The Bunker Theatre
Can there be peace in Palestine / Israel?
It’s a hope Ben Nathan’s play Semites expresses in a show that includes extracts from interviews with people on different sides in the conflict.
Just how hard it might be to achieve is glimpsed in a swiftly delivered scene in which two characters bitterly trade accusations about the other “community”.
One says Mahmoud Abbas, President of the Palestinian Authority, is a holocaust denier, another claims “they get away with anything because of the holocaust.”
It doesn’t look any better when the two actors quickly namecheck key events from the history of the area.
But, as they point out through an audience poll, many of us manage to live peacefully alongside people we don’t know and people we do know but disagree with.
They ask how many of us know ten or more neighbours by name, (very few was our answer) have ten friends who voted differently from us, (a few) share the same views as most of the people we come in contact with (quite a few).
Highlighting the absurdity of walls and borders, two unnamed characters in a sketch set in the north of England express contrasting views of the consequences of erecting such a divide nearby.
The show gives us many voices and what you can catch of them before the next voice arrives suggests a balanced sensitivity to different sides in the conflict.
The audience are continuously encouraged to be part of the performance. As we arrive, we are asked to loan our shoes which are lined up along the sides of the performance space and occasionally taken out to represent one of the voices.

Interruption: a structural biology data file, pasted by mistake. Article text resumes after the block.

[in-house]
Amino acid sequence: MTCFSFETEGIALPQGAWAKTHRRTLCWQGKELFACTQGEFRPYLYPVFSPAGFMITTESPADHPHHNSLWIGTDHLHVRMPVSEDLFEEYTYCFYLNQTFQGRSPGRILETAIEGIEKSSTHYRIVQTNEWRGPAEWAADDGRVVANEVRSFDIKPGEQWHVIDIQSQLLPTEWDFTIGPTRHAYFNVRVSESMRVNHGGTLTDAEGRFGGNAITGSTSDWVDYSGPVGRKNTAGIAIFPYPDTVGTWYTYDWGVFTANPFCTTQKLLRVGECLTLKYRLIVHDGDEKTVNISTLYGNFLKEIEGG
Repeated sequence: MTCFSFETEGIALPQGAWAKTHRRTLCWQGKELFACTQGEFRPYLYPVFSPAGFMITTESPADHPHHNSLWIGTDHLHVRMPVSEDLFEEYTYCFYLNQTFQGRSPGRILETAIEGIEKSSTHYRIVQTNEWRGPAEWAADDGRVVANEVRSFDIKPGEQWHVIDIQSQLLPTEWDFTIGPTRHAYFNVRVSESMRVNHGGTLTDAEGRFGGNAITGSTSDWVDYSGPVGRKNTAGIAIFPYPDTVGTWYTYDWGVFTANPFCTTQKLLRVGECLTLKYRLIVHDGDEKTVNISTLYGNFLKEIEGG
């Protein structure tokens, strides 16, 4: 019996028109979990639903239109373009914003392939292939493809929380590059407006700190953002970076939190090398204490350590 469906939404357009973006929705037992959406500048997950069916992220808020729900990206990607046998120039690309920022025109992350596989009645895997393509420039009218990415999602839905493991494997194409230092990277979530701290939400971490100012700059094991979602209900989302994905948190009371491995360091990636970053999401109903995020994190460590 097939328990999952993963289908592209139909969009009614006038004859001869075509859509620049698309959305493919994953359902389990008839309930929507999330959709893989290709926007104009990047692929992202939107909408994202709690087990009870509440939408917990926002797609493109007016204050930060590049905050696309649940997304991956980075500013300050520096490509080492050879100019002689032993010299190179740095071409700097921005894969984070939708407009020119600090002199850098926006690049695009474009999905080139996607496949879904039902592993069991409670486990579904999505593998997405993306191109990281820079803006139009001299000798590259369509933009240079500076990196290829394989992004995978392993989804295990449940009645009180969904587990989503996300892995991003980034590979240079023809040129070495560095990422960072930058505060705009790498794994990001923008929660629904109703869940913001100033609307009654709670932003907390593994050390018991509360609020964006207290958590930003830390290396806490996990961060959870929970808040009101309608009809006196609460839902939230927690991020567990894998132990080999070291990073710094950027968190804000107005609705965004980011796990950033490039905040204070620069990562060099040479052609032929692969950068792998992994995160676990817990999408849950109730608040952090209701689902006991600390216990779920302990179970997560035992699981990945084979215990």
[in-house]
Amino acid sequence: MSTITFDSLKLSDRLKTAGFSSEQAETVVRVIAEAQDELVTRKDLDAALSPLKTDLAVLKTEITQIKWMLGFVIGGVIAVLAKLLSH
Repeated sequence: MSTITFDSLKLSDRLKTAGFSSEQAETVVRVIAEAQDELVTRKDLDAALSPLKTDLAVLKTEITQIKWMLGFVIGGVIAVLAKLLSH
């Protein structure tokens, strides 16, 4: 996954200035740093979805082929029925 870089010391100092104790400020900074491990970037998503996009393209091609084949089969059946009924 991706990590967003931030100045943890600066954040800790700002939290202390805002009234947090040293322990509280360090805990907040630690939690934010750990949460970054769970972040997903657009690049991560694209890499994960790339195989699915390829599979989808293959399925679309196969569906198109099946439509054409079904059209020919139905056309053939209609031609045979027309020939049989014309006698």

When Lara Sawalha speaks as a conservative Israeli, Ben suggests we each raise a card showing the green side if we agree with what she says and the red side if we disagree. It revealed an audience consistently divided with many of us showing the red card most of the time, while quite a number almost always showed the opposite colour to our own.
Occasionally a story we hear sticks. An Israeli soldier tells us of his sadness when, after chasing a Palestinian boy who had been involved in a protest disturbance, he sees the boy being beaten as punishment by the boy’s father.
A Palestinian (Ben Nathan) describes a moment of human connection when he expresses concern for a harsh Israeli guard at a border crossing.
But generally, we hear too little of the interviewees, their voices appear as remote fragments. And, despite its humanity, the show does not give us any clear picture or perspective on the conflict such as we get for instance in David Hare’s Via Dolorosa.
The play yearns for more tolerance and peace but shies away from suggesting how that can be achieved. And that, I suspect, might not be enough for many of the audience.
Reviewer: Keith Mckenna